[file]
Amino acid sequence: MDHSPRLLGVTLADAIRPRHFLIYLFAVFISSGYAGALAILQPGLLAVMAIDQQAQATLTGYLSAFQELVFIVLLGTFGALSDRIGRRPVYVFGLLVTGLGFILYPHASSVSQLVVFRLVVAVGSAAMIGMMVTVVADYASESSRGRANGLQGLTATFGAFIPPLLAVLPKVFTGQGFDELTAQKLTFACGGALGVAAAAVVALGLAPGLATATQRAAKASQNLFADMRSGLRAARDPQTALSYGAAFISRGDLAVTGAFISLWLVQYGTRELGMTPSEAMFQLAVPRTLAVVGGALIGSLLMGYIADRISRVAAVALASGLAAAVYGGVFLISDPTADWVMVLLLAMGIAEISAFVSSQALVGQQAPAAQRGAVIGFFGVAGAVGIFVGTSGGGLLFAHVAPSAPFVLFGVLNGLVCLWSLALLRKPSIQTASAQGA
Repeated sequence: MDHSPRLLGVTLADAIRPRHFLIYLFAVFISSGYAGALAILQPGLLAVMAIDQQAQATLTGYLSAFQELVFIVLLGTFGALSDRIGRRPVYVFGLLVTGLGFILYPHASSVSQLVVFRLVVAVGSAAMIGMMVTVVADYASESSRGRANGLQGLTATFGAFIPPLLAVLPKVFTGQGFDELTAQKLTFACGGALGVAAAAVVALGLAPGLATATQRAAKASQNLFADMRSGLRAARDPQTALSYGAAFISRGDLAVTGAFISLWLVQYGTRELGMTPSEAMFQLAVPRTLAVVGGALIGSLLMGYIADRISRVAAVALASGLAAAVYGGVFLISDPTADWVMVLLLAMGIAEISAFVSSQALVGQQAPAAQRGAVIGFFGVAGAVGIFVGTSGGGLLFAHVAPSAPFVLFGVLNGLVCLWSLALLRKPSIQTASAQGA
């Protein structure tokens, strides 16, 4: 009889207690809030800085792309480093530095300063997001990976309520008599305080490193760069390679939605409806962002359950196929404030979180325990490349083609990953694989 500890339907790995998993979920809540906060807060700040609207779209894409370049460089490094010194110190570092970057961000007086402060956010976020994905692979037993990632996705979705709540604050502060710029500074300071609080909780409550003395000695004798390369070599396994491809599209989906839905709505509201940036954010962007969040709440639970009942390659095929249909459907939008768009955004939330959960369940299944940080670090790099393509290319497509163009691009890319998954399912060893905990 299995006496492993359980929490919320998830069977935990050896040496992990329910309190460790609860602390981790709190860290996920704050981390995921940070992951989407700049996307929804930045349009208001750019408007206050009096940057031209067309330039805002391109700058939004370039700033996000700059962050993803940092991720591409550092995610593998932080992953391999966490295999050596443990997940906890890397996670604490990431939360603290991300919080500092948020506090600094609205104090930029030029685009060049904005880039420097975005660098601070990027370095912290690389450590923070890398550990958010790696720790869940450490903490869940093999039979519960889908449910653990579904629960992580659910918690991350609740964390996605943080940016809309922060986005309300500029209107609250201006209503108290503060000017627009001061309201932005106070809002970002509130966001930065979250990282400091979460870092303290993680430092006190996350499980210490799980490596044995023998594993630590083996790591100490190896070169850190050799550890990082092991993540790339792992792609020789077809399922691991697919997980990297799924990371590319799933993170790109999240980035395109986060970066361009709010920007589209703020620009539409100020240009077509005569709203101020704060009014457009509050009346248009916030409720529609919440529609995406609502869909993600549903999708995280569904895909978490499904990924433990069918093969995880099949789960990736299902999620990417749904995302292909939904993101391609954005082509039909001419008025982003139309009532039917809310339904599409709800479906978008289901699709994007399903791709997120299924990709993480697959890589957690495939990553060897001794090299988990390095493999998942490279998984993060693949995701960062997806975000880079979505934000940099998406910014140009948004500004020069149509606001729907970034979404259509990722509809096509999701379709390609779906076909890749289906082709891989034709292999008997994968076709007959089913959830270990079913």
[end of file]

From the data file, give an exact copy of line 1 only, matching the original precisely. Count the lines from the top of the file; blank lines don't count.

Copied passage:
Amino acid sequence: MDHSPRLLGVTLADAIRPRHFLIYLFAVFISSGYAGALAILQPGLLAVMAIDQQAQATLTGYLSAFQELVFIVLLGTFGALSDRIGRRPVYVFGLLVTGLGFILYPHASSVSQLVVFRLVVAVGSAAMIGMMVTVVADYASESSRGRANGLQGLTATFGAFIPPLLAVLPKVFTGQGFDELTAQKLTFACGGALGVAAAAVVALGLAPGLATATQRAAKASQNLFADMRSGLRAARDPQTALSYGAAFISRGDLAVTGAFISLWLVQYGTRELGMTPSEAMFQLAVPRTLAVVGGALIGSLLMGYIADRISRVAAVALASGLAAAVYGGVFLISDPTADWVMVLLLAMGIAEISAFVSSQALVGQQAPAAQRGAVIGFFGVAGAVGIFVGTSGGGLLFAHVAPSAPFVLFGVLNGLVCLWSLALLRKPSIQTASAQGA